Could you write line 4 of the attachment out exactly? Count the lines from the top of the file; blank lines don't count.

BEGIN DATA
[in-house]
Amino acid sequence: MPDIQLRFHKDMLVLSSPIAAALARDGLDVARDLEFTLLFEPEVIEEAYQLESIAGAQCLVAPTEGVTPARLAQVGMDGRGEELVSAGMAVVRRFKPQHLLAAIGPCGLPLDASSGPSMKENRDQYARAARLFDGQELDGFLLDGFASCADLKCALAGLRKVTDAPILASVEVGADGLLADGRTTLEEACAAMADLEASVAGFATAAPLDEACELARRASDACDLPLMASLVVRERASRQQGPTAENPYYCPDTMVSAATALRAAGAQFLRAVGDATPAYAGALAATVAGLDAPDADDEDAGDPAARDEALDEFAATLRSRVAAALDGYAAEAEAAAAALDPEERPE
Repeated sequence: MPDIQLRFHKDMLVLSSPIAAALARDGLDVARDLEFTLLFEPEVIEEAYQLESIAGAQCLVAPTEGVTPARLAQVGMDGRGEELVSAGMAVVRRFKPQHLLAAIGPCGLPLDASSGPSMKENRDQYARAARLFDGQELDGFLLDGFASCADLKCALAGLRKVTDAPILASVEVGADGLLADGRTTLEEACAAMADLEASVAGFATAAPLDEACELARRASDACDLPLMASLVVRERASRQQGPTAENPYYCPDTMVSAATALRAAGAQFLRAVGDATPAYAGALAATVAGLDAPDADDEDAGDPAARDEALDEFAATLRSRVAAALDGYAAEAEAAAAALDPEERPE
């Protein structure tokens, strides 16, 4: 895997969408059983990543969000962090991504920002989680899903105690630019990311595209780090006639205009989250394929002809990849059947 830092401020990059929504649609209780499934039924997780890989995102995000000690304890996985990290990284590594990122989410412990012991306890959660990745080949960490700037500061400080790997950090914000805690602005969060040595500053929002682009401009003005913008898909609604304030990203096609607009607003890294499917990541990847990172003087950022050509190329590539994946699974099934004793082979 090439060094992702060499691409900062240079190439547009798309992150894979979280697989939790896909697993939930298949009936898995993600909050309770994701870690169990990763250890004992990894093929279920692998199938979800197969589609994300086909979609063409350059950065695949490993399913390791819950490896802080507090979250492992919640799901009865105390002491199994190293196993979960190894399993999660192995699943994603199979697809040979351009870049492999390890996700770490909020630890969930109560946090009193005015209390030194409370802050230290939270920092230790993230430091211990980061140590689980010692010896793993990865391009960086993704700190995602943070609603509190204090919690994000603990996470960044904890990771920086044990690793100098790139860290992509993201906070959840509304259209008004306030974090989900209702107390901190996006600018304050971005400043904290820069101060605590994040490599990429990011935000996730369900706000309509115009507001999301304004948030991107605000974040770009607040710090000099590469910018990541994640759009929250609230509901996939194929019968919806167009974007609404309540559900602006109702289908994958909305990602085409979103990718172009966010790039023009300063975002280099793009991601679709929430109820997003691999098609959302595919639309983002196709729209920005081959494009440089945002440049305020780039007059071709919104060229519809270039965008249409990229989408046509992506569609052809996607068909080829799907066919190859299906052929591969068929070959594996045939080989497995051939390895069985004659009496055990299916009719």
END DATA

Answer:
């Protein structure tokens, strides 16, 4: 895997969408059983990543969000962090991504920002989680899903105690630019990311595209780090006639205009989250394929002809990849059947 830092401020990059929504649609209780499934039924997780890989995102995000000690304890996985990290990284590594990122989410412990012991306890959660990745080949960490700037500061400080790997950090914000805690602005969060040595500053929002682009401009003005913008898909609604304030990203096609607009607003890294499917990541990847990172003087950022050509190329590539994946699974099934004793082979 090439060094992702060499691409900062240079190439547009798309992150894979979280697989939790896909697993939930298949009936898995993600909050309770994701870690169990990763250890004992990894093929279920692998199938979800197969589609994300086909979609063409350059950065695949490993399913390791819950490896802080507090979250492992919640799901009865105390002491199994190293196993979960190894399993999660192995699943994603199979697809040979351009870049492999390890996700770490909020630890969930109560946090009193005015209390030194409370802050230290939270920092230790993230430091211990980061140590689980010692010896793993990865391009960086993704700190995602943070609603509190204090919690994000603990996470960044904890990771920086044990690793100098790139860290992509993201906070959840509304259209008004306030974090989900209702107390901190996006600018304050971005400043904290820069101060605590994040490599990429990011935000996730369900706000309509115009507001999301304004948030991107605000974040770009607040710090000099590469910018990541994640759009929250609230509901996939194929019968919806167009974007609404309540559900602006109702289908994958909305990602085409979103990718172009966010790039023009300063975002280099793009991601679709929430109820997003691999098609959302595919639309983002196709729209920005081959494009440089945002440049305020780039007059071709919104060229519809270039965008249409990229989408046509992506569609052809996607068909080829799907066919190859299906052929591969068929070959594996045939080989497995051939390895069985004659009496055990299916009719």